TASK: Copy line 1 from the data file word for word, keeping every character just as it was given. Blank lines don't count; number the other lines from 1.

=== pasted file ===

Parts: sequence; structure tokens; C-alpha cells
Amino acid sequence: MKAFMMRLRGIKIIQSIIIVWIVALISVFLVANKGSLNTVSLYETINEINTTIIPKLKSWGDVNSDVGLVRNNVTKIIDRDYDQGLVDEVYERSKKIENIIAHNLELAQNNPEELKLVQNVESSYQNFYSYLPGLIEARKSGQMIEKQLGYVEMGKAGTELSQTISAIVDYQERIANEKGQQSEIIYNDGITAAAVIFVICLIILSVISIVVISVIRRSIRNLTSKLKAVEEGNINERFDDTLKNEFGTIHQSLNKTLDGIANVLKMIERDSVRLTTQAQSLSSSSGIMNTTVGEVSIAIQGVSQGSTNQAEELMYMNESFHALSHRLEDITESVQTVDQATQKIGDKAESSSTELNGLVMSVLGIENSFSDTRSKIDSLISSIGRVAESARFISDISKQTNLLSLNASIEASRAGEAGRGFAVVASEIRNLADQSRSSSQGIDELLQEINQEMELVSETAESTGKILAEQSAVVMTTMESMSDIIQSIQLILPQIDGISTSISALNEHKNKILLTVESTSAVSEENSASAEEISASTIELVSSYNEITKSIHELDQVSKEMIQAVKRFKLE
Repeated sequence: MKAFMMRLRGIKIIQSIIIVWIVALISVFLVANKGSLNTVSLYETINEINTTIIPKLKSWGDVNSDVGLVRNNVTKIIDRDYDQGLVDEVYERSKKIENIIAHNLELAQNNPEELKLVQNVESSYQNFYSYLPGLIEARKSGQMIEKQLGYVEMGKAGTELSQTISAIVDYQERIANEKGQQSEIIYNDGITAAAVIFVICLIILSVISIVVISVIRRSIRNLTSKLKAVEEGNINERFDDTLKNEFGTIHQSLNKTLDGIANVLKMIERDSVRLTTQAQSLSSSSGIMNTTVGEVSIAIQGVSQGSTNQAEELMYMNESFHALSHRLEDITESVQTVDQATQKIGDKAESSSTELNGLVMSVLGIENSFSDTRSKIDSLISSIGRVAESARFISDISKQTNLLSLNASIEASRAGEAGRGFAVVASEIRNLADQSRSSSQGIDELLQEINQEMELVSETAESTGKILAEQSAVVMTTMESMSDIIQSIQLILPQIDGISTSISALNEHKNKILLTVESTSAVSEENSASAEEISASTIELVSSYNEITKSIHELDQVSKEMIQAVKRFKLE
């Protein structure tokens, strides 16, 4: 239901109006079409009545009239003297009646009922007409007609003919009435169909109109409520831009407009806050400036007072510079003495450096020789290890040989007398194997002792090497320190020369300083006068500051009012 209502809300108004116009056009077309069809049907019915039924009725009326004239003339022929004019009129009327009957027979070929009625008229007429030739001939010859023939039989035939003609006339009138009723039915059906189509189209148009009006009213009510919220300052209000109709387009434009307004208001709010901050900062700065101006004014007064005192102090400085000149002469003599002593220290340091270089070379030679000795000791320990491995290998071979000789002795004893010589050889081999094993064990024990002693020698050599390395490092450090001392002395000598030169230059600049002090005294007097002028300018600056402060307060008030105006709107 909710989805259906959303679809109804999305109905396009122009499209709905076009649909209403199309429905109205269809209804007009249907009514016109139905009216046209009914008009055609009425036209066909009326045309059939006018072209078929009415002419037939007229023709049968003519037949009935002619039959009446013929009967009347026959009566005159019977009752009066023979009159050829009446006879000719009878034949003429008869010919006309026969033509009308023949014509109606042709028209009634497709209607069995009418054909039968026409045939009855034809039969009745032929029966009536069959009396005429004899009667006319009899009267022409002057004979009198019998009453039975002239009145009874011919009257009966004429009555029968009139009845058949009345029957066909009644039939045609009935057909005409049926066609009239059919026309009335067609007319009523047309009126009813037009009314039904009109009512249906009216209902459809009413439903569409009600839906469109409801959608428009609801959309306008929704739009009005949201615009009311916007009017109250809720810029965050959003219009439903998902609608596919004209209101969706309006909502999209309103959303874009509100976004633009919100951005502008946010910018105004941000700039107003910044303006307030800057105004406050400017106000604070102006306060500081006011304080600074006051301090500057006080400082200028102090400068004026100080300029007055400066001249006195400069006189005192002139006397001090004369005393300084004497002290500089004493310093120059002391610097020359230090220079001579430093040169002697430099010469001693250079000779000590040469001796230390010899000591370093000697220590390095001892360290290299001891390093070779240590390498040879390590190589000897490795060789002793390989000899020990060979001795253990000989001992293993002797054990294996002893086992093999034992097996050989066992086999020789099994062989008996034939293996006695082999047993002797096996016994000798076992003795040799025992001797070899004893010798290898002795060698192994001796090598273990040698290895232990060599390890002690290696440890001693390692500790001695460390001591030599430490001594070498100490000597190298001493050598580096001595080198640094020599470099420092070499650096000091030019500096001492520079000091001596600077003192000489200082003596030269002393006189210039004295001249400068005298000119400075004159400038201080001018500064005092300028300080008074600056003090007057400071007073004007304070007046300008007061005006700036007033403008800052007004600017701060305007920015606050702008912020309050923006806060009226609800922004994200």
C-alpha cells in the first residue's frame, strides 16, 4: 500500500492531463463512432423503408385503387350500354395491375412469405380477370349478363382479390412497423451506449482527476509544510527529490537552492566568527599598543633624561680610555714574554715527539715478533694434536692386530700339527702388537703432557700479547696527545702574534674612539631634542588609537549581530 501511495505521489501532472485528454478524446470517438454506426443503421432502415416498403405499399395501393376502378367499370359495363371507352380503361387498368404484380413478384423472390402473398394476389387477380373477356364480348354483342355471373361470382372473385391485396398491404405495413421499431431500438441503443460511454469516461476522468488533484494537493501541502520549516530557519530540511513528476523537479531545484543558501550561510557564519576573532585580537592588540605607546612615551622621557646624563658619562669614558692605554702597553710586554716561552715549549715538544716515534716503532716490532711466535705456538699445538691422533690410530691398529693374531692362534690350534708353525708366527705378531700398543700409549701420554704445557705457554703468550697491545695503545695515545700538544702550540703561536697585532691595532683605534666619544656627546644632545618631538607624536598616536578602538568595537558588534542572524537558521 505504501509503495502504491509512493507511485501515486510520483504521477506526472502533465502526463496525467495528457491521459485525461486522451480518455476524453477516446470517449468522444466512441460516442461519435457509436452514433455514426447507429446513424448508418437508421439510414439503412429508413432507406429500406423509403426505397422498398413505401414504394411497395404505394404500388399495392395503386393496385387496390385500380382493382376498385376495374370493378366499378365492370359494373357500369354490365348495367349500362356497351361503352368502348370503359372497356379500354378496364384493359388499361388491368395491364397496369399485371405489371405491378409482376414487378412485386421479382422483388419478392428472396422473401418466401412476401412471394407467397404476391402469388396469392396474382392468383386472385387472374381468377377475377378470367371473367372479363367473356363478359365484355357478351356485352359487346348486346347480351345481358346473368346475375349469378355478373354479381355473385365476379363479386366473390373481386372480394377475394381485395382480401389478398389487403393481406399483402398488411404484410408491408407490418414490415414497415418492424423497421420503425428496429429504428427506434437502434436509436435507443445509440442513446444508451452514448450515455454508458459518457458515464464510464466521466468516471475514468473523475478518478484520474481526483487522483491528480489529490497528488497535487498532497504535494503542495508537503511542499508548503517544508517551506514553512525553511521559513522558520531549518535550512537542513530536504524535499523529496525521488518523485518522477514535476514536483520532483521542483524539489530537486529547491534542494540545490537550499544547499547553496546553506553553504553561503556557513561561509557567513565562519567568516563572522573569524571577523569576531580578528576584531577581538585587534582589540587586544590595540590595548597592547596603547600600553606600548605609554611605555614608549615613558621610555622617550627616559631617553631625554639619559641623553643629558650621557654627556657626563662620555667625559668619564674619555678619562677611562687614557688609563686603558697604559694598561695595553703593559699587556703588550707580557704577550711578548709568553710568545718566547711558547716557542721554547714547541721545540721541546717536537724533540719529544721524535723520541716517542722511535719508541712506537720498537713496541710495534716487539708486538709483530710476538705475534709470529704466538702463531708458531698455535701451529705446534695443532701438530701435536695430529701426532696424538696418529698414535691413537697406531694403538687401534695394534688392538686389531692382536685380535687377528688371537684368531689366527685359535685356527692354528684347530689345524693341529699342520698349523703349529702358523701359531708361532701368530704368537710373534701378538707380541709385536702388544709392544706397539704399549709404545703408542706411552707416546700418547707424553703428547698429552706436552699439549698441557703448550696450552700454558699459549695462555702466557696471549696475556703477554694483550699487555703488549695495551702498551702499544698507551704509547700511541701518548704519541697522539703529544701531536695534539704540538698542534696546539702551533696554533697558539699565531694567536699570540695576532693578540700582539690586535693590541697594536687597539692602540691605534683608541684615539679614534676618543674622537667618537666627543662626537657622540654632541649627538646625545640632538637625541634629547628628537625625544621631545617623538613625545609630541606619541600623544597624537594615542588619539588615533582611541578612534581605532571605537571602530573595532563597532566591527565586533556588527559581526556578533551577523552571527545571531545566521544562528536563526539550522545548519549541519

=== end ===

Parts: sequence; structure tokens; C-alpha cells